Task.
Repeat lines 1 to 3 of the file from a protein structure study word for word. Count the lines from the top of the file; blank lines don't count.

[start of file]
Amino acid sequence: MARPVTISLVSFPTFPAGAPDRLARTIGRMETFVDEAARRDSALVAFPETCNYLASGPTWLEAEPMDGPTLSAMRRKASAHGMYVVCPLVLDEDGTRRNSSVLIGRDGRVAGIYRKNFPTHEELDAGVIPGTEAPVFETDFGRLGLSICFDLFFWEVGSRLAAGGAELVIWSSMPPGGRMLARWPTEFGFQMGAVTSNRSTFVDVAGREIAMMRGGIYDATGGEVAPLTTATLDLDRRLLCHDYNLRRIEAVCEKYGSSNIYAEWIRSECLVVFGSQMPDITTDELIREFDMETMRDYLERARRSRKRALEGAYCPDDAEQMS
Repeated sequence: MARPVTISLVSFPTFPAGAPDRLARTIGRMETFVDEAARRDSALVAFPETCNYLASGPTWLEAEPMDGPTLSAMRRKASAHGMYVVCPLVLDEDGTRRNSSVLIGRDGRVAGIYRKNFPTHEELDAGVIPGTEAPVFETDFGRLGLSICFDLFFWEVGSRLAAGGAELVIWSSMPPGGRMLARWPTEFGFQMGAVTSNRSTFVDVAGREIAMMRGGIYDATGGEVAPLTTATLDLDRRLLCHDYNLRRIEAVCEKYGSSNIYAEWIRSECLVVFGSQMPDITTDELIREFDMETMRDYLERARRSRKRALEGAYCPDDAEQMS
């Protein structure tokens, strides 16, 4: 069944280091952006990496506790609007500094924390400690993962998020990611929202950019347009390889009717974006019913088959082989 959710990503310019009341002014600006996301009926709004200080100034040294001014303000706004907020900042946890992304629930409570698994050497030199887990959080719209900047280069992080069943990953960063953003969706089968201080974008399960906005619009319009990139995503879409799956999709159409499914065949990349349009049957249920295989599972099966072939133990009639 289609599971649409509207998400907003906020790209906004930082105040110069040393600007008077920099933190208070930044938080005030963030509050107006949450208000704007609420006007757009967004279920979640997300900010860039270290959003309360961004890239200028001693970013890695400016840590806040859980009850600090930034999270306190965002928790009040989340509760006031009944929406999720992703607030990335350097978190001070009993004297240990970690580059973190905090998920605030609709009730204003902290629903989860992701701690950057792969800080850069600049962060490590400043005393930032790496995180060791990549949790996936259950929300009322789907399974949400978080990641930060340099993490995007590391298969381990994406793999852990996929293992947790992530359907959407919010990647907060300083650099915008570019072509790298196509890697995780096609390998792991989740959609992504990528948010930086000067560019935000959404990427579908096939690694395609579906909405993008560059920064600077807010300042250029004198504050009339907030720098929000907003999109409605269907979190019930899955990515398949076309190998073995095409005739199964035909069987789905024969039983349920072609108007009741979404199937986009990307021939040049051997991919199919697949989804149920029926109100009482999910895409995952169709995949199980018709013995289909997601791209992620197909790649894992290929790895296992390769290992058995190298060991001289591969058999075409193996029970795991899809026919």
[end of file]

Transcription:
Amino acid sequence: MARPVTISLVSFPTFPAGAPDRLARTIGRMETFVDEAARRDSALVAFPETCNYLASGPTWLEAEPMDGPTLSAMRRKASAHGMYVVCPLVLDEDGTRRNSSVLIGRDGRVAGIYRKNFPTHEELDAGVIPGTEAPVFETDFGRLGLSICFDLFFWEVGSRLAAGGAELVIWSSMPPGGRMLARWPTEFGFQMGAVTSNRSTFVDVAGREIAMMRGGIYDATGGEVAPLTTATLDLDRRLLCHDYNLRRIEAVCEKYGSSNIYAEWIRSECLVVFGSQMPDITTDELIREFDMETMRDYLERARRSRKRALEGAYCPDDAEQMS
Repeated sequence: MARPVTISLVSFPTFPAGAPDRLARTIGRMETFVDEAARRDSALVAFPETCNYLASGPTWLEAEPMDGPTLSAMRRKASAHGMYVVCPLVLDEDGTRRNSSVLIGRDGRVAGIYRKNFPTHEELDAGVIPGTEAPVFETDFGRLGLSICFDLFFWEVGSRLAAGGAELVIWSSMPPGGRMLARWPTEFGFQMGAVTSNRSTFVDVAGREIAMMRGGIYDATGGEVAPLTTATLDLDRRLLCHDYNLRRIEAVCEKYGSSNIYAEWIRSECLVVFGSQMPDITTDELIREFDMETMRDYLERARRSRKRALEGAYCPDDAEQMS
């Protein structure tokens, strides 16, 4: 069944280091952006990496506790609007500094924390400690993962998020990611929202950019347009390889009717974006019913088959082989 959710990503310019009341002014600006996301009926709004200080100034040294001014303000706004907020900042946890992304629930409570698994050497030199887990959080719209900047280069992080069943990953960063953003969706089968201080974008399960906005619009319009990139995503879409799956999709159409499914065949990349349009049957249920295989599972099966072939133990009639 289609599971649409509207998400907003906020790209906004930082105040110069040393600007008077920099933190208070930044938080005030963030509050107006949450208000704007609420006007757009967004279920979640997300900010860039270290959003309360961004890239200028001693970013890695400016840590806040859980009850600090930034999270306190965002928790009040989340509760006031009944929406999720992703607030990335350097978190001070009993004297240990970690580059973190905090998920605030609709009730204003902290629903989860992701701690950057792969800080850069600049962060490590400043005393930032790496995180060791990549949790996936259950929300009322789907399974949400978080990641930060340099993490995007590391298969381990994406793999852990996929293992947790992530359907959407919010990647907060300083650099915008570019072509790298196509890697995780096609390998792991989740959609992504990528948010930086000067560019935000959404990427579908096939690694395609579906909405993008560059920064600077807010300042250029004198504050009339907030720098929000907003999109409605269907979190019930899955990515398949076309190998073995095409005739199964035909069987789905024969039983349920072609108007009741979404199937986009990307021939040049051997991919199919697949989804149920029926109100009482999910895409995952169709995949199980018709013995289909997601791209992620197909790649894992290929790895296992390769290992058995190298060991001289591969058999075409193996029970795991899809026919």